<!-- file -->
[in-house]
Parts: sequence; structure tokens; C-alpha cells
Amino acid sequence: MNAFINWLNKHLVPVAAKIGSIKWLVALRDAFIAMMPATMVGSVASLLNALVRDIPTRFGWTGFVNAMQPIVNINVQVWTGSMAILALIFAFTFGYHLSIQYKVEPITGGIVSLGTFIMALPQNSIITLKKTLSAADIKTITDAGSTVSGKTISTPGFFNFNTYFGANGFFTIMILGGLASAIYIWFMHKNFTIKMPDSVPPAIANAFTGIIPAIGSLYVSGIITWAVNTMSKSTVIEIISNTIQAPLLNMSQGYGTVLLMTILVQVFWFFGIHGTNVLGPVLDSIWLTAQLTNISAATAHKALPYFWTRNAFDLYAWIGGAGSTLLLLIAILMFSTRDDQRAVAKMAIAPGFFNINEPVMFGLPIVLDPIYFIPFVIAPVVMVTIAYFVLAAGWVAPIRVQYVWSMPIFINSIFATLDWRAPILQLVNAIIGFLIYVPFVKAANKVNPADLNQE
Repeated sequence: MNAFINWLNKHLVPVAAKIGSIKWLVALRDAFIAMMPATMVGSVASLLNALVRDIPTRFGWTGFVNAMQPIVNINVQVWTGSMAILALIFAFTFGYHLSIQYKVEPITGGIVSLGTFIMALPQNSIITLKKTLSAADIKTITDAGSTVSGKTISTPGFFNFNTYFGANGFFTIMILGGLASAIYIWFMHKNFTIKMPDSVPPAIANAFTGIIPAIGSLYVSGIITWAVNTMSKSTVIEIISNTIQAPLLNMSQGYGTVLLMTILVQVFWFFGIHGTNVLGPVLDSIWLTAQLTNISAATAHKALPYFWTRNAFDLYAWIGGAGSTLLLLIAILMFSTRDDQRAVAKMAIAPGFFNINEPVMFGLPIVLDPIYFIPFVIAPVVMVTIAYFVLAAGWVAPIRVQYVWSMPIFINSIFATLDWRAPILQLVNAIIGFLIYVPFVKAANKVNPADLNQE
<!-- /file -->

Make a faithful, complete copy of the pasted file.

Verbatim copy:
[in-house]
Parts: sequence; structure tokens; C-alpha cells
Amino acid sequence: MNAFINWLNKHLVPVAAKIGSIKWLVALRDAFIAMMPATMVGSVASLLNALVRDIPTRFGWTGFVNAMQPIVNINVQVWTGSMAILALIFAFTFGYHLSIQYKVEPITGGIVSLGTFIMALPQNSIITLKKTLSAADIKTITDAGSTVSGKTISTPGFFNFNTYFGANGFFTIMILGGLASAIYIWFMHKNFTIKMPDSVPPAIANAFTGIIPAIGSLYVSGIITWAVNTMSKSTVIEIISNTIQAPLLNMSQGYGTVLLMTILVQVFWFFGIHGTNVLGPVLDSIWLTAQLTNISAATAHKALPYFWTRNAFDLYAWIGGAGSTLLLLIAILMFSTRDDQRAVAKMAIAPGFFNINEPVMFGLPIVLDPIYFIPFVIAPVVMVTIAYFVLAAGWVAPIRVQYVWSMPIFINSIFATLDWRAPILQLVNAIIGFLIYVPFVKAANKVNPADLNQE
Repeated sequence: MNAFINWLNKHLVPVAAKIGSIKWLVALRDAFIAMMPATMVGSVASLLNALVRDIPTRFGWTGFVNAMQPIVNINVQVWTGSMAILALIFAFTFGYHLSIQYKVEPITGGIVSLGTFIMALPQNSIITLKKTLSAADIKTITDAGSTVSGKTISTPGFFNFNTYFGANGFFTIMILGGLASAIYIWFMHKNFTIKMPDSVPPAIANAFTGIIPAIGSLYVSGIITWAVNTMSKSTVIEIISNTIQAPLLNMSQGYGTVLLMTILVQVFWFFGIHGTNVLGPVLDSIWLTAQLTNISAATAHKALPYFWTRNAFDLYAWIGGAGSTLLLLIAILMFSTRDDQRAVAKMAIAPGFFNINEPVMFGLPIVLDPIYFIPFVIAPVVMVTIAYFVLAAGWVAPIRVQYVWSMPIFINSIFATLDWRAPILQLVNAIIGFLIYVPFVKAANKVNPADLNQE